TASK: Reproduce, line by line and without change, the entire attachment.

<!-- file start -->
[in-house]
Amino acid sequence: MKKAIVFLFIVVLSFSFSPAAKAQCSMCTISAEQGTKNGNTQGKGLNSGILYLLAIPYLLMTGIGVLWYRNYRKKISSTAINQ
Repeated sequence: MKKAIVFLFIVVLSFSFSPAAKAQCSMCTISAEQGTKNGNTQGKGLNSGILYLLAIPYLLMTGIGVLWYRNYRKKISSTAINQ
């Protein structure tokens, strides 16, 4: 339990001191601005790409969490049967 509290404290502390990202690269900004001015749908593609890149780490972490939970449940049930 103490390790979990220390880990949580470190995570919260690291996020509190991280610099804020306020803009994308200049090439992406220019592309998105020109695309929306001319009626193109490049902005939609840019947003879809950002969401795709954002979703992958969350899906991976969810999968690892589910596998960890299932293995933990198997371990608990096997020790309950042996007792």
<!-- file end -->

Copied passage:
[in-house]
Amino acid sequence: MKKAIVFLFIVVLSFSFSPAAKAQCSMCTISAEQGTKNGNTQGKGLNSGILYLLAIPYLLMTGIGVLWYRNYRKKISSTAINQ
Repeated sequence: MKKAIVFLFIVVLSFSFSPAAKAQCSMCTISAEQGTKNGNTQGKGLNSGILYLLAIPYLLMTGIGVLWYRNYRKKISSTAINQ
């Protein structure tokens, strides 16, 4: 339990001191601005790409969490049967 509290404290502390990202690269900004001015749908593609890149780490972490939970449940049930 103490390790979990220390880990949580470190995570919260690291996020509190991280610099804020306020803009994308200049090439992406220019592309998105020109695309929306001319009626193109490049902005939609840019947003879809950002969401795709954002979703992958969350899906991976969810999968690892589910596998960890299932293995933990198997371990608990096997020790309950042996007792």